• Opting for all the options on the table or a consensus with something for everyone means that nobody sharpens their arguments or analysis.
  • Major choices involve reshaping the firm. You can only reshape in one way.
  • Scarcity creates a need to focus, focus is the core of the strategy.
  • Any strategy involving focus will disappoint some constituencies inside the company; often this is hard to do unless the company is under threat.


212 reads

Sources of Bad Strategy: Vision Templates

Sources of Bad Strategy: Vision Templates

  • These are a company vision that inspires people to change and empowers people to accomplish that vision
  • All this inspiration isn’t the same as making choices to focus on the right objectives; therefore it shouldn’t be confused with strategy


215 reads

Sources of Bad Strategy: New Thought

This is the idea that positive thoughts help you achieve outcomes. Examples include The Power of Positive Thinking, Tony Robbins, Christian Science.

Success doesn’t come from New Thought. Ford didn’t have a unique vision of building a car for the masses nor was his vision particularly shared with the assembly line workers; what he had was the engineering skill to make it happen.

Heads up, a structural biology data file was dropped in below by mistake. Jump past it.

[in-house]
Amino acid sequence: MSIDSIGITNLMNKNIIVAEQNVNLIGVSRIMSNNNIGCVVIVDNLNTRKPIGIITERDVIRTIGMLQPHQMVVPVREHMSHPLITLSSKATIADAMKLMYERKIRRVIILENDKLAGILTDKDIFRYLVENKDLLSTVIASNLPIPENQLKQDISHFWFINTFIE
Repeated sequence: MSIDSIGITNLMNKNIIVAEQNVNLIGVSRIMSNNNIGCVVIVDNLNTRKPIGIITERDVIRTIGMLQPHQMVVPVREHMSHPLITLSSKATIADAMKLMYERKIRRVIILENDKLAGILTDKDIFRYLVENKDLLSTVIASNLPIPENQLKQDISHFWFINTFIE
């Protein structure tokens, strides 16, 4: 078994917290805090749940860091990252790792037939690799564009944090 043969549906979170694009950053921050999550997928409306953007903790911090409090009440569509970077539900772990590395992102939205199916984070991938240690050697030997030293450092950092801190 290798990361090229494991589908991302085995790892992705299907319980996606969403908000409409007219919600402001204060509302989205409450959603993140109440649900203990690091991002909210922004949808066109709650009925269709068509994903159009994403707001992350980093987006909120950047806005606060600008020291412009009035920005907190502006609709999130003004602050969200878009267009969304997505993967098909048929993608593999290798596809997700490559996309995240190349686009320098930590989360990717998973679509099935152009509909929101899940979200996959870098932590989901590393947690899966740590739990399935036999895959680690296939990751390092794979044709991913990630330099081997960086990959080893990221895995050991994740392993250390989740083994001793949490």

158 reads

The Kernel of Good Strategy

  • The kernel of a good strategy has three components:
  • The diagnosis that explains the challenge and highlights its most important aspects
  • Guiding policy that forms the overall approach to overcome the obstacle
  • Coherent actions that reinforce each other to accomplish the guiding policy


183 reads

Sources of Power

Sources of Power

A good strategy works by harnessing power and applying it where it will have the greatest effect.

The fundamental sources of power:

  • Leverage
  • Proximate objectives
  • Chain-link systems
  • Design
  • Focus
  • Growth
  • Advantage
  • Dynamics
  • Inertia
  • Entropy.


254 reads

Sources of Strategic Leverage: Anticipation

Consider the habits, preferences, and policies of others together with inertias and constraints on change

Focus on the predictable downstream effects of changes that have taken place

Example: Toyota built hybrid engines because they foresaw that higher oil prices would create demand for greater fuel economy.


138 reads

Sources of Strategic Leverage: Pivot Points

Pivot points magnify the effects of focused energy; a small adjustment can unleash pent up energy.